Here's an issue that I perceive:

  • Google Groups and systems that mimic Usenet are technologically poor avenues for Q&A (at least relative to what Stack Exchange has evolved.)

  • Stack Overflow has fairly aggressive criteria for closing or downvoting "unwelcome questions". While I've found out that "too localized" has gotten the axe as a close reason, I am skeptical that a question like "Why can't I compile dungeon.red" would receive a welcoming response.

(Correct me if I'm wrong, but established convention seems to be that questions regarding problems or bugs in an incidental demo program I wrote, would be deemed as unfit here... and belonging on, say, a Google Group instead. But this gets back to point #1: why shoo people and make them use something not good... with no markdown preview, no versioning, no wiki updating, etc. etc.?)

Could certain questions that are "not good enough for Stack Overflow"--be marked with some kind of "second-class-citizen" status? Maybe they don't show up on the general site, but only to users who are subscribed to a certain tag... or go to the absolute bottom of search results? Could there be a way to let Q&A which may not be of paramount interest live here? A softer triage than "close", allowing the interested parties to have access to the questions and answers?

  • If I understand you're propsing allowing off topic questions to survive in small sub communities? Feb 9, 2014 at 10:32
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    It might be worth seperating this into a background and question section. As it takes a bit of reading to get to the main point Feb 9, 2014 at 10:38
  • @RichardTingle The famous saying is "I didn't have time to write a short letter, so I wrote a long one instead." I notice that people on SO seem to always ask people to write more, while on meta there's a constant refrain to write less. :-/ I prefer context, myself, but it's possible to throw it all away and get to the point... so be it. Feb 9, 2014 at 11:48
  • Thats not what I mean, I just mean make the question stand out from the background <edit> although actually you seem to have done that Feb 9, 2014 at 11:49
  • This was already discussed before. Feb 9, 2014 at 12:44
  • "questions regarding problems or bugs in an incidental demo program I wrote, would be deemed as unfit here" -- why? If it's about programming, it's welcome on SO (if not asked before and if asked properly). But maybe you're adding too much irrelevant context to those questions?
    – Arjan
    Feb 9, 2014 at 13:10
  • (And I am not a native English speaker, but searching deems "non-notable" gives your post as the 2nd hit...! Maybe rephrase that?)
    – Arjan
    Feb 9, 2014 at 13:13
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    @HostileFork more context is fine, but you need to try some more formatting tricks to avoid long paragraphs. When you do just write long paragraphs, people tend to skim them rather than read it in details, and for questions, that can be extremely problematic. Feb 9, 2014 at 13:33
  • God, I swear, this site is abrasive at times. Downvotes, eh whatever. I appreciate @ShadowWizard finding a related post to help focus the discussion. But I don't appreciate the apparently Twitter-attention-span people who think my edited question is somehow "too long". There's a highly upvoted "can we be nicer to the noobs" post (also generally ignored in practice) but how about being nicer to the people going to bat for the SE methodology? Too much to ask? Feb 9, 2014 at 14:58
  • @HostileFork people just disagree with your suggestion to create a separate site for those questions. Nothing here is personal or hostile. Feb 9, 2014 at 15:00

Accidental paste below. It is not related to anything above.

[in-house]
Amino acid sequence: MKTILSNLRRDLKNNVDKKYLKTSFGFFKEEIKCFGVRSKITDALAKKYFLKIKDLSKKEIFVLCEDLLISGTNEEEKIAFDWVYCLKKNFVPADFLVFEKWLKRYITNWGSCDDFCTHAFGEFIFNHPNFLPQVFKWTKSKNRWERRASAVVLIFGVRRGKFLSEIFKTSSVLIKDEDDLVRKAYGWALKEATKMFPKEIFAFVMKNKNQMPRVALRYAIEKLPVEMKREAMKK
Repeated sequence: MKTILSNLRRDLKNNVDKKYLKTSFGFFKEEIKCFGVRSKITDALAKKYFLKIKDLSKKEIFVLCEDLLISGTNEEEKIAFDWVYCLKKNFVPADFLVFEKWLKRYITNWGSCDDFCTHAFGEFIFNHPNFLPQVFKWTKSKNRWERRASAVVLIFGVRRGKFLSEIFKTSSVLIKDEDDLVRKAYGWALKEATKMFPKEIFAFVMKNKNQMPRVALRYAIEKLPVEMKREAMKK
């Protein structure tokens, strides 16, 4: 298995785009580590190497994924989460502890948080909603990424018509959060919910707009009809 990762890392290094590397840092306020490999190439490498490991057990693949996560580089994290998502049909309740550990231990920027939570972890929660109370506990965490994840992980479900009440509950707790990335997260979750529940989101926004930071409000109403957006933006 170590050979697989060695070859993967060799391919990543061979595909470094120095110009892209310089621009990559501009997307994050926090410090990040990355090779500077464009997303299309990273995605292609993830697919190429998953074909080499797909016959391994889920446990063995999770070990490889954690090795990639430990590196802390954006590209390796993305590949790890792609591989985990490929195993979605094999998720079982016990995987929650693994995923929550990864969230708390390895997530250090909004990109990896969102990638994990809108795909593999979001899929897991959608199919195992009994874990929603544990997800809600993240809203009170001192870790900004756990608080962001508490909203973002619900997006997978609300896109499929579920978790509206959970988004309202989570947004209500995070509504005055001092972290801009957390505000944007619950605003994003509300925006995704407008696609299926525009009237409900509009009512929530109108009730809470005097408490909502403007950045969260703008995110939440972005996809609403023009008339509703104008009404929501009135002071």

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    @ShadowWizard I understand disagreement and downvoting as a meta convention. It is not that. It's the baseline lack of friendliness or civility. If I get sick to my stomach trying to interact with people on meta nearly every time I use it, I call that a usability problem. Feb 9, 2014 at 15:21
  • @HostileFork sorry but why is there "lack of friendliness or civility" here? Who was unfriendly or not civil towards you? Feb 9, 2014 at 15:26
  • @ShadowWizard Let's invert your question and invoke some psychology: who was friendly and civil? Zero validation of concern. Accusations of question being too long. Accusation of search rank regarding usage of the term notability (I don't know how to respond to that). Downvotes. All in response to me trying to figure out how to convince google groups users to embrace StackExchange? And I wonder why they stay away... Feb 9, 2014 at 15:37
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    Think I now understand what you mean but while true, I don't think it's that big of a deal. Once you're inside for long enough you get to see the patterns, get to see some internal humour and most important develop thick skin to defend yourself when delving into a discussion or expressing unpopular opinions. Been there, done that. Feb 9, 2014 at 17:33

1 Answer 1


Too localized

This close reason is long dead. Questions which are highly specific are not automatically closed (they may be off topic for other reasons). Small groups can certainly be well served and probably wouldn't even fall foul of "too localised" which even when it existed was largely used to mean "not likely to be useful to anyone but you".

Off topic questions hidden to all but a few

The majority of closures aren't because they are "off topic" in the conventional sense. It is that they can't be answered in their current form, for example they are unclear. They need editing, not hiding away.

The remainder truly are off topic; these again shouldn't be hidden away in a sub site, this dilutes the focus of the site. If they have sufficient support they should get their own site, which should be proposed in Area51

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